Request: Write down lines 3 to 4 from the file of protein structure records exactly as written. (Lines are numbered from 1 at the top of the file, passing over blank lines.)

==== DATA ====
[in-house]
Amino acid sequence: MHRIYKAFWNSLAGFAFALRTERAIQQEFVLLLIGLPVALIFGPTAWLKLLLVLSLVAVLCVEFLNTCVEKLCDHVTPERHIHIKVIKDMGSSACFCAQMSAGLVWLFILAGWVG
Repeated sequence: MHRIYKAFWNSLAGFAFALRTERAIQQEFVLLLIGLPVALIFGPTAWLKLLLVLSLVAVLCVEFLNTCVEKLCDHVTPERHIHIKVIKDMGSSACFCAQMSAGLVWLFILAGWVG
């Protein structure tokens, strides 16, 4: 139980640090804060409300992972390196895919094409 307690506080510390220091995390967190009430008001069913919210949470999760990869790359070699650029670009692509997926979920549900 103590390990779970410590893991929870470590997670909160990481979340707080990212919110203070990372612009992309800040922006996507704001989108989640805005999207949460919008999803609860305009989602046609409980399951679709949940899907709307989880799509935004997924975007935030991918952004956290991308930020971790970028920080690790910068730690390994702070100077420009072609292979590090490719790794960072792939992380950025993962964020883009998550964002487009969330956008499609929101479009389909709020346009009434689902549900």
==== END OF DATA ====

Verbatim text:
Repeated sequence: MHRIYKAFWNSLAGFAFALRTERAIQQEFVLLLIGLPVALIFGPTAWLKLLLVLSLVAVLCVEFLNTCVEKLCDHVTPERHIHIKVIKDMGSSACFCAQMSAGLVWLFILAGWVG
């Protein structure tokens, strides 16, 4: 139980640090804060409300992972390196895919094409 307690506080510390220091995390967190009430008001069913919210949470999760990869790359070699650029670009692509997926979920549900 103590390990779970410590893991929870470590997670909160990481979340707080990212919110203070990372612009992309800040922006996507704001989108989640805005999207949460919008999803609860305009989602046609409980399951679709949940899907709307989880799509935004997924975007935030991918952004956290991308930020971790970028920080690790910068730690390994702070100077420009072609292979590090490719790794960072792939992380950025993962964020883009998550964002487009969330956008499609929101479009389909709020346009009434689902549900």